Laboratory of Psychophysics  LPSY

Crowding & Masking

Vision starts at the retina and continues in more than 40 visual areas. Object recognition is usually assumed to proceed from the analysis of simple features, such as edges and lines in the early visual areas, to more and more complex features in higher visual areas, such as IT.

There are three important characteristics of hierarchical, feedforward processing. First, processing proceeds from basic (lines, edges) to complex (objects, faces) features. Second, processing at each level is fully determined by processing at the previous level. Third, receptive fields increase along the visual hierarchy because objects are more extended than their constituting elements.

There are four crucial implications of these characteristics. First, object recognition always becomes difficult when objects are embedded in clutter because object-irrelevant elements mingle with object-relevant elements. Second, features “lost” at the early stages of processing are irretrievably lost. Third, only nearby elements interfere with each other. Fourth, only low level features “interact” with each other, such as interactions between lines of the same color and orientation.

In a variety of classic visual paradigms, we found that none of these predictions holds true.

The example of crowding. We presented a vernier stimulus, which comprises two vertical lines offset in the horizontal direction. Human observers had to indicate the offset direction. Performance strongly deteriorated when the vernier is surrounded by the outline of a square. This is a classic crowding effect and well in line with predictions of most models of crowding and object recognition in general because irrelevant information interferes with target processing. Next, we presented further squares on both sides of the square containing the vernier (Figure 1). Classic models propose that performance should deteriorate even further since more distracting information is added. However, performance was almost as good as when the vernier was presented alone. When we turned the flanking squares by 90 degrees creating diamonds, performance was at its worst. We proposed that the repetitive, good Gestalt of the square array creates a high-level structure, which is treated differently from the vernier, which for this reason is clearly perceived and, hence, performance is good. Computationally, the squares must be computed from their constituting lines, grouped as one array, and only then they can interact with the low-level vernier. We showed similar crowding results in other types of settings (Key Publications: Malania et al., 2007; Manassi et al., 2012, 2013; Herzog et al., 2015a,b; Manassi et al., 2016; Pachai et al., 2016).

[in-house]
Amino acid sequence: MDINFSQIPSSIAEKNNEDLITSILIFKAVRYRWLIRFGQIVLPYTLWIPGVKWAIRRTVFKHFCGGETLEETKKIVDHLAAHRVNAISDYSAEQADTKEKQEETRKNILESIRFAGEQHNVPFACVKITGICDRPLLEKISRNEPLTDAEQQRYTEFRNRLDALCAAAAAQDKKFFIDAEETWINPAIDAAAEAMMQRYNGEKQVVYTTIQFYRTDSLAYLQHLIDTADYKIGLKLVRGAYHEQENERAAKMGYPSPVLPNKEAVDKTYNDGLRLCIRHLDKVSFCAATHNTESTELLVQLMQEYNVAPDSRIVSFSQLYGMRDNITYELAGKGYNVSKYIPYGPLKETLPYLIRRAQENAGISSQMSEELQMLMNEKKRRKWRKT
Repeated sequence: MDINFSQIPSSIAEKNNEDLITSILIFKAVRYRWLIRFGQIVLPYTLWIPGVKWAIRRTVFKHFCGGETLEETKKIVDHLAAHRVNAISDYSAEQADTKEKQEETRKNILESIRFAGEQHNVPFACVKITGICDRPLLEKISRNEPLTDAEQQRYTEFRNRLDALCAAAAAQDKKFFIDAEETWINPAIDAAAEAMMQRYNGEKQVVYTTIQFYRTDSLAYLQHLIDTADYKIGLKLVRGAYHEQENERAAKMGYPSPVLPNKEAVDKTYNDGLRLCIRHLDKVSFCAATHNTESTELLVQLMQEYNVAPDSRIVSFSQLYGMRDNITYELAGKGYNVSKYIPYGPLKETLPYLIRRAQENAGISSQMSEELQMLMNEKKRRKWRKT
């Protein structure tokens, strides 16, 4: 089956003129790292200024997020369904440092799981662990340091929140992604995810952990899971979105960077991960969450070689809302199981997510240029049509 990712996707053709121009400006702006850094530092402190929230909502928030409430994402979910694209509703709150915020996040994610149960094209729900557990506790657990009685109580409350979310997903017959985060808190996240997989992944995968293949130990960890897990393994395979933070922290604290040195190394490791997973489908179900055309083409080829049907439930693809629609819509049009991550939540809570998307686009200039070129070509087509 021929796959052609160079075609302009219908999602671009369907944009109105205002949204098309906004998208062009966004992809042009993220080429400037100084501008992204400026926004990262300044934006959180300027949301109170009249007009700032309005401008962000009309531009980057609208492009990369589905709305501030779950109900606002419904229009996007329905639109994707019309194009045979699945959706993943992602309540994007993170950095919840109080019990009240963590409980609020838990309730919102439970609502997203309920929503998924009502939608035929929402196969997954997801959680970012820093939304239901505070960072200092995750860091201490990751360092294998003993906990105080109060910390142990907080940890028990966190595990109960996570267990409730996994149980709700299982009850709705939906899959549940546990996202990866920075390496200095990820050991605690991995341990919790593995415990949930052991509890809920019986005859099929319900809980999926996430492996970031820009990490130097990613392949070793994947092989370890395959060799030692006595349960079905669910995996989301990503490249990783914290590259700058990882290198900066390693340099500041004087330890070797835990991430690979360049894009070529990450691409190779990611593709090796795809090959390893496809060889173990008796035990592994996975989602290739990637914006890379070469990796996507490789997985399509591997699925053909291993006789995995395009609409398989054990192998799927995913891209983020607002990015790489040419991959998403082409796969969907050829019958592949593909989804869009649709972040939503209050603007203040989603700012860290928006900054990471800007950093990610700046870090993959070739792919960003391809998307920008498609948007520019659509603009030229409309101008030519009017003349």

Figure 1

Figure 1: Observers were asked to discriminate whether the vernier was offset to the left or right. We determined the offset size for which 75% correct responses occurred (left bar and dashed line). When the vernier was embedded in the outline of a square, thresholds increased (a-b). When adding three flanking squares on each side, thresholds strongly decreased and crowding disappeared (b-c). When rotating the flanking squares by 90° (d), thresholds increased. Modified from Manassi et al. (2013).

Thus, using crowding as an example, we have shown clear counterevidence to predictions of the classic models of object recognition. A) Adding uninformative elements to a target does not necessarily, as proposed by classic models, deteriorate performance. Bigger can be better. B) Low level information is not irretrievably “lost”: neither on a low level nor on any other stage. C) Performance of a target depends on all elements in the visual field and is not restricted to nearby elements. D) Performance depends on the overall configuration of the stimulus, i.e., high-level processing determines low-level processing. For the same reasons, processing cannot be feedforward (Herzog et al., 2016; Jaekel et al., 2016).

Neurophysiology. Where in the human brain does crowding occur? Using high density 192 channel EEG, we could show that high-level areas rather than low-level areas were involved, which argues again against interferences in low-level visual areas (Chicherov et al., 2014).

The examples of visual masking and surround suppression. We obtained very similar results in visual masking and surround suppression and found, as with crowding, only little evidence for the classic vision framework. To the contrary, also in these paradigms, processing is determined by global, Gestalt processing (Key Publications: Herzog & Fahle, 2002; Saarela & Herzog, 2009).

Modeling. We consider mathematical modeling as crucial to understand vision. In cooperation with the laboratory of Wulfram Gerstner, we have been able to show how recurrent models can mimic the behavioral results particularly in visual masking. One of our key ideas is that complex spatial processing can be achieved by simple recurrent neural networks when these models can compute stimuli in a time consuming fashion, i.e., the models trade time for space (Key Publications: Hermens et al., 2008; see also Ghose et al., 2012).

Publications – Crowding

Peripheral vision
Foveal vision

Publications – Overlay masking / Surround suppression

Publications – Masking

Meta-contrast masking
Masking in general
Pattern masking & Shine-through effect
Modeling of masking

LPSY contacts

Head of the lab
Prof. Michael Herzog
office SV-2807
phone +41 21 693 9646
fax +41 21 693 1749

Delphine Audergon
office SV-2805
phone +41 21 693 1812
fax +41 21 693 1749

Station 19
CH-1015 Lausanne